NMCB 133 Seabees Train with Ukrainian Marines at Sea Breeze 2016

By MC2 Brittney Cannady, Naval Mobile Construction Battalion 133 Public Affairs

Utilitiesman 1st Class Luis Alarcon (left), assigned to Naval Mobile Construction Battalion 133, shows Ukrainian Marines how to place pickets for a concertina wire structure during Sea Breeze 2016 in Shiroky Lan, Ukraine, July 25, 2016. Sea Breeze is a multinational exercise co-hosted by Ukraine and the United States and seeks to enhance interoperability with Black Sea and regional partners and strengthen regional security through air, land and sea components, which tests forces’ capabilities throughout the full spectrum of operations. (Photo by Mass Communication Specialist 2nd Class Brittney Cannady/160725-N-YM856-104)

Seabees assigned to Naval Mobile Construction Battalion (NMCB) 133 and U.S. Marines with Fleet Anti-Terrorism Security Team (FAST) Company Europe participated in a training exercise with Ukrainian Marines of the 36th Engineering Regiment, July 25.

The event provided the Ukrainian military a chance to learn proper techniques for laying triple strand concertina wire during combat operations. Triple concertina wire consists of two lines of concertina serving as a base with a third line resting on top with staggered joints, or pickets and when erected properly it forms an effective obstacle that is difficult to cross, cut or penetrate.

To help explain the training exercise, Seabees and FAST Company Marines worked with an interpreter and gave a brief presentation on laying concertina wire before getting down to business.

“We put this training together so the engineers would be able to see some of the methods we use during our own evolutions, add to the skill set that they already have,” said Builder 1st Class Joshua Cooper, lead instructor.

As subject matter experts, FAST Company Marines served as instructors for the tactical portion of the event.

“I think having the slideshow to discuss was a good starting point for the Ukrainian engineers, because once we got the wire, stakes and other materials out in front of them, they were able to see for themselves how it all comes together,” said Marine Corps Cpl. Ryan Gardner. “They learned really quick, even with the short amount of time we had today, so that was pretty impressive.”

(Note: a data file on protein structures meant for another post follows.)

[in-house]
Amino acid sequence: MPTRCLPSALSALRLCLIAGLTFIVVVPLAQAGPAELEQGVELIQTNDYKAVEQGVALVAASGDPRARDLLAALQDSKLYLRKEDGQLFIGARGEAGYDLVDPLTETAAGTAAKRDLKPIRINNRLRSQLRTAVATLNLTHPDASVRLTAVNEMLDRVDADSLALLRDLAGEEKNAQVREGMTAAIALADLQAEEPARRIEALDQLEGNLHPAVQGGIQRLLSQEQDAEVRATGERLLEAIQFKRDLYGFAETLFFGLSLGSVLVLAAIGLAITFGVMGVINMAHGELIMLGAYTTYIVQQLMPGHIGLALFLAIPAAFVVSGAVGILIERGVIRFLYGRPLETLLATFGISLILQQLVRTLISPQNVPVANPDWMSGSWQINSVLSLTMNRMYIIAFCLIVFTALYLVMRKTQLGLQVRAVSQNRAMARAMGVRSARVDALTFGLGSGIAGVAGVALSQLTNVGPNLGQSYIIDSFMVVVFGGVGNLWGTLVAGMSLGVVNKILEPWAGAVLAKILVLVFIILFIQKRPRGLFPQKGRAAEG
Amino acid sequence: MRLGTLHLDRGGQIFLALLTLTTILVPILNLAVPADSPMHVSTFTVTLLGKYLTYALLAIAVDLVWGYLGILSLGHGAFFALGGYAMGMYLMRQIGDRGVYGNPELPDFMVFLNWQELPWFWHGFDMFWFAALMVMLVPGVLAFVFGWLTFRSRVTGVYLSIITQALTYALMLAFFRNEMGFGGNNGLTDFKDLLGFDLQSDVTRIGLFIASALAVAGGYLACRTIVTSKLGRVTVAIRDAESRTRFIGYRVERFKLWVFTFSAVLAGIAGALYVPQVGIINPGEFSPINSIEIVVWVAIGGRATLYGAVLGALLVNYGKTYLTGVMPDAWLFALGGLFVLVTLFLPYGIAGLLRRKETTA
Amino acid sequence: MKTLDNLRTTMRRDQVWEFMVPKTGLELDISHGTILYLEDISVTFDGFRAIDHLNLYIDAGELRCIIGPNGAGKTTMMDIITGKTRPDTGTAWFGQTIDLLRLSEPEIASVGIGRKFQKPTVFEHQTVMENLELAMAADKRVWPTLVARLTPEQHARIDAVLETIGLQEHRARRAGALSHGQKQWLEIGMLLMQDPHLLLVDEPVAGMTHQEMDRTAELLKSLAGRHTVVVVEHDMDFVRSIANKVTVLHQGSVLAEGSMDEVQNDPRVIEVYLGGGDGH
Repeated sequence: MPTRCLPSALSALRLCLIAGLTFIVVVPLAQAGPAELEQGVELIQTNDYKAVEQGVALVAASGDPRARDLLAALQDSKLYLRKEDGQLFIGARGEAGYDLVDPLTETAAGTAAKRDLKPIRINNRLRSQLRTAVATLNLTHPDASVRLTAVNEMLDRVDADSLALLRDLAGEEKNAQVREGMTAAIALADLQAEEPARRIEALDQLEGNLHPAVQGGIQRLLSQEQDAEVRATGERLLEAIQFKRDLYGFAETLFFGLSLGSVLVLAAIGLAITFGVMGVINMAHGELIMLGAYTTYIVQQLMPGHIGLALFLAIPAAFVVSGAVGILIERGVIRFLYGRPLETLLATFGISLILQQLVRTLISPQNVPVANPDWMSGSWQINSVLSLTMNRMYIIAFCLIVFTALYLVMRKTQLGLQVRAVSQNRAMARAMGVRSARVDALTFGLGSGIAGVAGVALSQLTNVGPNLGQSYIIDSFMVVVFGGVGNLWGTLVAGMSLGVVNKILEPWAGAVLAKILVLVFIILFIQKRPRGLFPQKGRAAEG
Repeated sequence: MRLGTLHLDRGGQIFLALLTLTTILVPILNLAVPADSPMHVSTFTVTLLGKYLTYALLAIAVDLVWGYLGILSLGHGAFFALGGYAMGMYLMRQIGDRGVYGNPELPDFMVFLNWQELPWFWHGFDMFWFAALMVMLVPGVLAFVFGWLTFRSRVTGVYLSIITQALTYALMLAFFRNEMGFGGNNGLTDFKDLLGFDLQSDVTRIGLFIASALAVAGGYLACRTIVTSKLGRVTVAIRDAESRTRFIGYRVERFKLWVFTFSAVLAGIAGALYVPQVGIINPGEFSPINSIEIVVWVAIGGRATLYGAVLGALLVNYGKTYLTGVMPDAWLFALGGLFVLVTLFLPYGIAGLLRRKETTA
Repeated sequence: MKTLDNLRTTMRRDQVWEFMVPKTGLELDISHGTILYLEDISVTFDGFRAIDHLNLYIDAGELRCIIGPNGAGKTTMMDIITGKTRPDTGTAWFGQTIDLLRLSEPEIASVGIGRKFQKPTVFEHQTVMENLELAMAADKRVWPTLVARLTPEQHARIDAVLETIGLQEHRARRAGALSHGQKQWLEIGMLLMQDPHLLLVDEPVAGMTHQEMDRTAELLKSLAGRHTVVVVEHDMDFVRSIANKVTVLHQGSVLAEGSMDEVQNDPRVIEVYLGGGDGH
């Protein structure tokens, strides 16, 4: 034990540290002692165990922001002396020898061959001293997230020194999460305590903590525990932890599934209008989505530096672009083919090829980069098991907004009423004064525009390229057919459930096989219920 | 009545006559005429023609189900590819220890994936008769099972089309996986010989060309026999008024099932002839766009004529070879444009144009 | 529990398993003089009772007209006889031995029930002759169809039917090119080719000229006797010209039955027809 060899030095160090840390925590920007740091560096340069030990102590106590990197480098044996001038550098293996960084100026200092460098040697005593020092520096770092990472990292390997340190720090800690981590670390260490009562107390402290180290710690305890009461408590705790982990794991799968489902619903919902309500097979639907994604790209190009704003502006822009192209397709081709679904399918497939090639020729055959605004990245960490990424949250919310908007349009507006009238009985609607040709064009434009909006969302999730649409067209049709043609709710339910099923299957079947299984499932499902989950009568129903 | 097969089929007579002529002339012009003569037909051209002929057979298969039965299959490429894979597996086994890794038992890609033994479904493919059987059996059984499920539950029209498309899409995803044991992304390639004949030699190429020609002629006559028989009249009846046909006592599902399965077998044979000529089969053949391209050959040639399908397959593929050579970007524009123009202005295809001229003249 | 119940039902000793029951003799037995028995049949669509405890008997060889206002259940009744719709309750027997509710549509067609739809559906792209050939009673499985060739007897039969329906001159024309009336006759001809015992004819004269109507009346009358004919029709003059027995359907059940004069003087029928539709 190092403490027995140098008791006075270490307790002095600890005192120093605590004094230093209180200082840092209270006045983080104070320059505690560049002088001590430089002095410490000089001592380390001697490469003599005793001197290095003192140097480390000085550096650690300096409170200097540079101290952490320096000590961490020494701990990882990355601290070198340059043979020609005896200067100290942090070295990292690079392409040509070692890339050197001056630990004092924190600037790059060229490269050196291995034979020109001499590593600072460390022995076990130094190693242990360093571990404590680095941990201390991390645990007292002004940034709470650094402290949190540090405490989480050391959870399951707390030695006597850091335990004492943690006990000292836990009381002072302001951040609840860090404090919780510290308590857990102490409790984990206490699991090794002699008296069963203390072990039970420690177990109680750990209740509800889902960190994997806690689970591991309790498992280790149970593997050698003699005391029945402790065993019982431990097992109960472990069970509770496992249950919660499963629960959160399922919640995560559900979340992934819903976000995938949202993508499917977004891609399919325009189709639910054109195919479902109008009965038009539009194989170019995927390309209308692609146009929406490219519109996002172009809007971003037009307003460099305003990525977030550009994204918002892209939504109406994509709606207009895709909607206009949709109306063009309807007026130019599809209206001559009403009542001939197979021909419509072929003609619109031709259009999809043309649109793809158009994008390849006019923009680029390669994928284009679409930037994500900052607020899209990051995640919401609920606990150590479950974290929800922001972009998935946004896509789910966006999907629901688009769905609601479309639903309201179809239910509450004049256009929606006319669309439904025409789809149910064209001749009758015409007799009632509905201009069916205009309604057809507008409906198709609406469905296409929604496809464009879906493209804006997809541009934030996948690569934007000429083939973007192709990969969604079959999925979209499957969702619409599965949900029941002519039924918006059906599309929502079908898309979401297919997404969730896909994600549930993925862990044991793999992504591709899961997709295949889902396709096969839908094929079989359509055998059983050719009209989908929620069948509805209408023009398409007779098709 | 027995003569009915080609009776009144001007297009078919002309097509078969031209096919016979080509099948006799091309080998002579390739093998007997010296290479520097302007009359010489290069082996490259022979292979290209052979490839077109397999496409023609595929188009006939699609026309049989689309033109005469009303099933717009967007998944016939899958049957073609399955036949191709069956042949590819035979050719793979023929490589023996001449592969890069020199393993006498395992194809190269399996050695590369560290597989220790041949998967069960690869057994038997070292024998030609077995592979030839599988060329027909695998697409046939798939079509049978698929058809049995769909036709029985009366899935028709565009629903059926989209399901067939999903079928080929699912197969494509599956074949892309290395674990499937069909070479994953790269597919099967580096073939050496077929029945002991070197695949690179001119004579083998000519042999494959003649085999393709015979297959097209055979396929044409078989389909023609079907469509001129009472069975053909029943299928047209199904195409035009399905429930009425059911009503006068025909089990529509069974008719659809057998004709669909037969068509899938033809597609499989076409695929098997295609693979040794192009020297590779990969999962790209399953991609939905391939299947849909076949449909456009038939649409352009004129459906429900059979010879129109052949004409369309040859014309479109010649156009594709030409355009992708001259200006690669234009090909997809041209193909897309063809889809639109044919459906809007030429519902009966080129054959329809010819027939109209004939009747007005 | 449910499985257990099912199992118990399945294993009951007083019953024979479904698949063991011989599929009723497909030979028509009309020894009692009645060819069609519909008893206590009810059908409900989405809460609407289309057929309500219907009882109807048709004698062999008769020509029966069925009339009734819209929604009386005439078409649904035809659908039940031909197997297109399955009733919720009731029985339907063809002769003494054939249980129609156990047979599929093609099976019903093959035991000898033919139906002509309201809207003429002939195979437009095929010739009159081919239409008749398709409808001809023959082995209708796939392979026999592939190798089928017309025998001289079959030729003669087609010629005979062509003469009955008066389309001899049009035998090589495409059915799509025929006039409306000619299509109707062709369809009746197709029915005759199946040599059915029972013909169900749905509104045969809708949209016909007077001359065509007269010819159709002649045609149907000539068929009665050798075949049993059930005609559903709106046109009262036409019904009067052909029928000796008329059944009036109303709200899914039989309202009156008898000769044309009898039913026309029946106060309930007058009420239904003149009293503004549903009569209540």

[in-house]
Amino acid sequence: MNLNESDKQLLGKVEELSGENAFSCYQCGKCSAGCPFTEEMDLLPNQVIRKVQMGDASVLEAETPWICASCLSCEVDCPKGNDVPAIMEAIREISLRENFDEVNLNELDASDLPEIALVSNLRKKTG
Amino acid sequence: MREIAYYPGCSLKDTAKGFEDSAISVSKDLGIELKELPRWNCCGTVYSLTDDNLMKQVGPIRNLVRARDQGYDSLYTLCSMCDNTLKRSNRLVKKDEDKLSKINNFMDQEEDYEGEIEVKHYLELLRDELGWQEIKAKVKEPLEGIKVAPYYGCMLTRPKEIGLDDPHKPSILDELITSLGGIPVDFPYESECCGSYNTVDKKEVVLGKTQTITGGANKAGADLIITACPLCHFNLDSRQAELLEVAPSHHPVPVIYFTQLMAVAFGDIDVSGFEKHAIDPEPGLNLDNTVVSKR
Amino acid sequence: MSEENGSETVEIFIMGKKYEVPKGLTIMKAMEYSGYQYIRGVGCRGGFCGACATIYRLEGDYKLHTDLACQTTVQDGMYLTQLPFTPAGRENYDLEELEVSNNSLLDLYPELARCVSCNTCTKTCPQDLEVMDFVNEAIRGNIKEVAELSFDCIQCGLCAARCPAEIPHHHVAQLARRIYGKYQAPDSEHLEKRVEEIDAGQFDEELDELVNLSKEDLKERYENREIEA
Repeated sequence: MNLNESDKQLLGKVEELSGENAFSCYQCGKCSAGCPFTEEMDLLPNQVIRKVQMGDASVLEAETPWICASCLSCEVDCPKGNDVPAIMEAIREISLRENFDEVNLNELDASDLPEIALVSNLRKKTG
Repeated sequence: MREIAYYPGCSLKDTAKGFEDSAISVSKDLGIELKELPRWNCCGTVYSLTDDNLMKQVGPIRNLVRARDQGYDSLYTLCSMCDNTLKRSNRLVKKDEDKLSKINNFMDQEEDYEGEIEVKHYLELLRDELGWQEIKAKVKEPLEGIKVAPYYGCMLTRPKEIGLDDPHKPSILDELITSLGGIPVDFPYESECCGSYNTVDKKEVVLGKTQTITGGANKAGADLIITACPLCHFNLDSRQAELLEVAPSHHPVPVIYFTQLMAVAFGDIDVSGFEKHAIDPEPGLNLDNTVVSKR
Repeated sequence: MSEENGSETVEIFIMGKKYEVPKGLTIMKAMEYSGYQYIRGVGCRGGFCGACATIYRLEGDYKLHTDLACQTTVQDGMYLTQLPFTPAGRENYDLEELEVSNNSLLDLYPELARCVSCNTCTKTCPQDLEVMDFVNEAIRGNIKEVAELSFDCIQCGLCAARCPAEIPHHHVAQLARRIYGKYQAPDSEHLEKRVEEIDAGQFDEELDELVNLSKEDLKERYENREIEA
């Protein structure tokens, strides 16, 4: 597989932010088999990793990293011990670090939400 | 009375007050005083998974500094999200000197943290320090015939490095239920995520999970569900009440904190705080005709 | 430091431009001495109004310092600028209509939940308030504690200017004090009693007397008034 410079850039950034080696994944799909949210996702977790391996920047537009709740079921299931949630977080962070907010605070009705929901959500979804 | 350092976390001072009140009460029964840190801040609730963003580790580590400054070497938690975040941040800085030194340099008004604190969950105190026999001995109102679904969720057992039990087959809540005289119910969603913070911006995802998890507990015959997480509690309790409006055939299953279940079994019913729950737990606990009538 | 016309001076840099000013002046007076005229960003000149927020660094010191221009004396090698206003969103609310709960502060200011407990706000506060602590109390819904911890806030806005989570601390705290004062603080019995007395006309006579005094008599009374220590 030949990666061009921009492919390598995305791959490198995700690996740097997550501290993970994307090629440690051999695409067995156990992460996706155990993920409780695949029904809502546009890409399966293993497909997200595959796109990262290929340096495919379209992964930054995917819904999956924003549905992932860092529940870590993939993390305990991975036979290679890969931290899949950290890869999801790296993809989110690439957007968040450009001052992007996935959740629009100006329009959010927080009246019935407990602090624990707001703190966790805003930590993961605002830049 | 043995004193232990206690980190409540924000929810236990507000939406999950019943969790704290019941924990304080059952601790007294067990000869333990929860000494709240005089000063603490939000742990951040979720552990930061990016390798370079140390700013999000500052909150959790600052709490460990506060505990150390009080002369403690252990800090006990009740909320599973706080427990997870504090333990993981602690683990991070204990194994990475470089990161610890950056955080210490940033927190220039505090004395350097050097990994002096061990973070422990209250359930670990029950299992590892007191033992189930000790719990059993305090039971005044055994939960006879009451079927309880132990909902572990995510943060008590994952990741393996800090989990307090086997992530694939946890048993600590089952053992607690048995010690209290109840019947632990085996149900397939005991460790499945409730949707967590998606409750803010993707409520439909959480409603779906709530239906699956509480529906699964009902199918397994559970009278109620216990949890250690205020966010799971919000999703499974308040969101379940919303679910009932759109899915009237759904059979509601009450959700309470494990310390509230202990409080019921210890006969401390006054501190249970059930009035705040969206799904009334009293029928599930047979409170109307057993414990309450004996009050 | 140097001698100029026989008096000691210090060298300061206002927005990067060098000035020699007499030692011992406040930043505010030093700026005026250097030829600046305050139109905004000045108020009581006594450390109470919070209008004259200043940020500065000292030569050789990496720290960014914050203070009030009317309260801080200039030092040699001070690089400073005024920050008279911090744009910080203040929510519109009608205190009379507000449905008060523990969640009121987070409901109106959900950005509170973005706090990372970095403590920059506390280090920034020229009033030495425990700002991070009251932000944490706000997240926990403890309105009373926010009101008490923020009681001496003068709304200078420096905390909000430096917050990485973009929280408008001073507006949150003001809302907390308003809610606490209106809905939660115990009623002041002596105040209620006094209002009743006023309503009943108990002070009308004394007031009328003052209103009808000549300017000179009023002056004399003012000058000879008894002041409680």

The engineers were split into three teams and given the opportunity to demonstrate the skills they learned, with one group in charge of laying pickets, one to install them, and a third to lay out the concertina rolls. Instructors acted as safety observers and ensured the teams’ placement was correct. Accurately laying pickets is a crucial part of assembling the structure; when done the right way it prevents intruders from breaking through the wire.

After the teams finished their sections, they competed in a race to see how quickly they could lay triple strand wire without help, and completed the challenge in only eight minutes.

“We gave them 15 minutes to get the wire done and they were able to get it done in half that time,” said Cooper. “The Ukrainian Marines really knocked it out of the park today. We partnered with them during the first portion of training and when they figured out how to get their placement right, they finished quickly. I think the course really gave them confidence to be able to build the best structure they can.”

U.S. Marine Corps Cpl. Ryan Gardner (right), assigned to Fleet Anti-Terrorism Security Team (FAST) Company Europe, shows a Ukrainian Marine how to properly lay concertina wire during Sea Breeze 2016 in Shiroky Lan, Ukraine, July 25, 2016. Sea Breeze is a multinational exercise co-hosted by Ukraine and the United States and seeks to enhance interoperability with Black Sea and regional partners and strengthen regional security through air, land and sea components, which tests forces’ capabilities throughout the full spectrum of operations. (Photo by Mass Communication Specialist 2nd Class Brittney Cannady/160725-N-YM856-095)

 

 

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